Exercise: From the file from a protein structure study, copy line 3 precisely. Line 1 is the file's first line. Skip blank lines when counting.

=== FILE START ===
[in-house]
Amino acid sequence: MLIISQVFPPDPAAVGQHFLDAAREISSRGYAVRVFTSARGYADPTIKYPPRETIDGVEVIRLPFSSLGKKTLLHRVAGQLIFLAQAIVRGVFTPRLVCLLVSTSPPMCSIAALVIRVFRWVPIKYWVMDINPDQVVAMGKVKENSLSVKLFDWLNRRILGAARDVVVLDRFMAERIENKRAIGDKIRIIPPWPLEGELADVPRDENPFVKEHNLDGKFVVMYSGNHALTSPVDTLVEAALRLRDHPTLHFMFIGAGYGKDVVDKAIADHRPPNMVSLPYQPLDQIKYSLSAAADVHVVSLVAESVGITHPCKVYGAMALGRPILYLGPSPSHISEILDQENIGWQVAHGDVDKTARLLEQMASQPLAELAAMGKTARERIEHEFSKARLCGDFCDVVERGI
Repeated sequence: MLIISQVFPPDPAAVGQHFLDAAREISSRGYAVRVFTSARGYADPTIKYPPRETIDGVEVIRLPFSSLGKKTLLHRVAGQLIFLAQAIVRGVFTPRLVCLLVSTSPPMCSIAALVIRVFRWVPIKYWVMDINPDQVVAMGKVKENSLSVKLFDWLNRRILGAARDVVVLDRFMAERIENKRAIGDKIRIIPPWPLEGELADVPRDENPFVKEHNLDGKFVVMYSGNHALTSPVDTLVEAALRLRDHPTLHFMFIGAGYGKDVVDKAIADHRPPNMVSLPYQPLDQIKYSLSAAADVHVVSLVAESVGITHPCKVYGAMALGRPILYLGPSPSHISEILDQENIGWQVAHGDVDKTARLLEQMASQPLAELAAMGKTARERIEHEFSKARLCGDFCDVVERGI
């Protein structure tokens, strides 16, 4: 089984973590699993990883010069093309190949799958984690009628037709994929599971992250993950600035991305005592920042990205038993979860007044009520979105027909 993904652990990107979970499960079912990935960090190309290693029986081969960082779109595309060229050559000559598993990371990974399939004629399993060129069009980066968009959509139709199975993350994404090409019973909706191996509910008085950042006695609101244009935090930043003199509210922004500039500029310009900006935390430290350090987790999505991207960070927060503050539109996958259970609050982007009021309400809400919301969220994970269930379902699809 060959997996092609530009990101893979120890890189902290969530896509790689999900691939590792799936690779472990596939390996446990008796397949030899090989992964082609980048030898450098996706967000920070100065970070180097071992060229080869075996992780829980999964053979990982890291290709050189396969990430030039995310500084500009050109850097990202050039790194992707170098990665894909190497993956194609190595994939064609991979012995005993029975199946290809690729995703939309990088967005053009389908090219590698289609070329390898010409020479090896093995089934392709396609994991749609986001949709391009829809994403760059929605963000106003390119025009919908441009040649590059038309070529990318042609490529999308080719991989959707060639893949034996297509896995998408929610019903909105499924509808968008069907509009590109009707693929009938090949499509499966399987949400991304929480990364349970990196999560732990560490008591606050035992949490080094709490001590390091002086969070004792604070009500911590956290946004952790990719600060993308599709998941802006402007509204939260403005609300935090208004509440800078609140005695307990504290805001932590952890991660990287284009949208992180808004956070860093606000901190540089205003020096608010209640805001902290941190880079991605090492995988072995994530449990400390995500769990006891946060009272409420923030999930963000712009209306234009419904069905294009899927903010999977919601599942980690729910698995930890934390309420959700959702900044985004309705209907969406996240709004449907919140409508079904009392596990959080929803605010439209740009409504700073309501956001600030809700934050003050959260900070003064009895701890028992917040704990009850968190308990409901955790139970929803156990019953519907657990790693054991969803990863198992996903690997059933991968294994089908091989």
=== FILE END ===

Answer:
Repeated sequence: MLIISQVFPPDPAAVGQHFLDAAREISSRGYAVRVFTSARGYADPTIKYPPRETIDGVEVIRLPFSSLGKKTLLHRVAGQLIFLAQAIVRGVFTPRLVCLLVSTSPPMCSIAALVIRVFRWVPIKYWVMDINPDQVVAMGKVKENSLSVKLFDWLNRRILGAARDVVVLDRFMAERIENKRAIGDKIRIIPPWPLEGELADVPRDENPFVKEHNLDGKFVVMYSGNHALTSPVDTLVEAALRLRDHPTLHFMFIGAGYGKDVVDKAIADHRPPNMVSLPYQPLDQIKYSLSAAADVHVVSLVAESVGITHPCKVYGAMALGRPILYLGPSPSHISEILDQENIGWQVAHGDVDKTARLLEQMASQPLAELAAMGKTARERIEHEFSKARLCGDFCDVVERGI